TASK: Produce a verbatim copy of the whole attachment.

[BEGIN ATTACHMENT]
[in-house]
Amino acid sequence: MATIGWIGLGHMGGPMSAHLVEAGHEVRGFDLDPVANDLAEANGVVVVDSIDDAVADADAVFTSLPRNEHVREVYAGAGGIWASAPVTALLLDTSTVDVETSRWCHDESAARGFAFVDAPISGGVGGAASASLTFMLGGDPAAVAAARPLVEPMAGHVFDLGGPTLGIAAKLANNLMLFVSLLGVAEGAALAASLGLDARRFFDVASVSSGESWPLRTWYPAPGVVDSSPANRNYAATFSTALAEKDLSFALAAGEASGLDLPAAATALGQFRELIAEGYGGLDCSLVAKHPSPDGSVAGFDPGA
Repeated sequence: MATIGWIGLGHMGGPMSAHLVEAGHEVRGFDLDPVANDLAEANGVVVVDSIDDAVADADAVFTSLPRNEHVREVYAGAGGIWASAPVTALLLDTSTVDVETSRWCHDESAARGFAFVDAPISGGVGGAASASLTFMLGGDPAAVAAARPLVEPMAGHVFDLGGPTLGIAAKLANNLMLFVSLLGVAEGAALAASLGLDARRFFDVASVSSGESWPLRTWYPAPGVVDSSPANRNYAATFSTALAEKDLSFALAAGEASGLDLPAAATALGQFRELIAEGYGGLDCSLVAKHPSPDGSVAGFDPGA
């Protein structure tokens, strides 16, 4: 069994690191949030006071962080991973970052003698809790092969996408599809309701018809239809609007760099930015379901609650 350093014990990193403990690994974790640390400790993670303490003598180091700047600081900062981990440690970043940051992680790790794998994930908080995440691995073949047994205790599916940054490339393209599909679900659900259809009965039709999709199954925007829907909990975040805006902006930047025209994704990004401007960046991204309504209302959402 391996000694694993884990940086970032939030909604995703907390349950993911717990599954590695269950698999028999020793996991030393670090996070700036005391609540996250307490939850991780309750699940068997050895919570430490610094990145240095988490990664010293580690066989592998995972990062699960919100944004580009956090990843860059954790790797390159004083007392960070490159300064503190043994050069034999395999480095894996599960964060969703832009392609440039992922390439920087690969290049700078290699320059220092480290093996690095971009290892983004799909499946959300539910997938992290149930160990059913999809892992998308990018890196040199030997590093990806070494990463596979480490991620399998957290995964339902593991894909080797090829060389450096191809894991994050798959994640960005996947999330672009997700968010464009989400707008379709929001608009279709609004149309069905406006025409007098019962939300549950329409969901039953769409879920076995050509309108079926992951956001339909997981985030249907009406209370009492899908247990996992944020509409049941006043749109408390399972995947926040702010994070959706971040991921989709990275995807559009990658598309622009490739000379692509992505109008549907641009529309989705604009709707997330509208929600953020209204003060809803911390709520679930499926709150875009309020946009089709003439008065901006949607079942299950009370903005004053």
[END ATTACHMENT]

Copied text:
[in-house]
Amino acid sequence: MATIGWIGLGHMGGPMSAHLVEAGHEVRGFDLDPVANDLAEANGVVVVDSIDDAVADADAVFTSLPRNEHVREVYAGAGGIWASAPVTALLLDTSTVDVETSRWCHDESAARGFAFVDAPISGGVGGAASASLTFMLGGDPAAVAAARPLVEPMAGHVFDLGGPTLGIAAKLANNLMLFVSLLGVAEGAALAASLGLDARRFFDVASVSSGESWPLRTWYPAPGVVDSSPANRNYAATFSTALAEKDLSFALAAGEASGLDLPAAATALGQFRELIAEGYGGLDCSLVAKHPSPDGSVAGFDPGA
Repeated sequence: MATIGWIGLGHMGGPMSAHLVEAGHEVRGFDLDPVANDLAEANGVVVVDSIDDAVADADAVFTSLPRNEHVREVYAGAGGIWASAPVTALLLDTSTVDVETSRWCHDESAARGFAFVDAPISGGVGGAASASLTFMLGGDPAAVAAARPLVEPMAGHVFDLGGPTLGIAAKLANNLMLFVSLLGVAEGAALAASLGLDARRFFDVASVSSGESWPLRTWYPAPGVVDSSPANRNYAATFSTALAEKDLSFALAAGEASGLDLPAAATALGQFRELIAEGYGGLDCSLVAKHPSPDGSVAGFDPGA
């Protein structure tokens, strides 16, 4: 069994690191949030006071962080991973970052003698809790092969996408599809309701018809239809609007760099930015379901609650 350093014990990193403990690994974790640390400790993670303490003598180091700047600081900062981990440690970043940051992680790790794998994930908080995440691995073949047994205790599916940054490339393209599909679900659900259809009965039709999709199954925007829907909990975040805006902006930047025209994704990004401007960046991204309504209302959402 391996000694694993884990940086970032939030909604995703907390349950993911717990599954590695269950698999028999020793996991030393670090996070700036005391609540996250307490939850991780309750699940068997050895919570430490610094990145240095988490990664010293580690066989592998995972990062699960919100944004580009956090990843860059954790790797390159004083007392960070490159300064503190043994050069034999395999480095894996599960964060969703832009392609440039992922390439920087690969290049700078290699320059220092480290093996690095971009290892983004799909499946959300539910997938992290149930160990059913999809892992998308990018890196040199030997590093990806070494990463596979480490991620399998957290995964339902593991894909080797090829060389450096191809894991994050798959994640960005996947999330672009997700968010464009989400707008379709929001608009279709609004149309069905406006025409007098019962939300549950329409969901039953769409879920076995050509309108079926992951956001339909997981985030249907009406209370009492899908247990996992944020509409049941006043749109408390399972995947926040702010994070959706971040991921989709990275995807559009990658598309622009490739000379692509992505109008549907641009529309989705604009709707997330509208929600953020209204003060809803911390709520679930499926709150875009309020946009089709003439008065901006949607079942299950009370903005004053």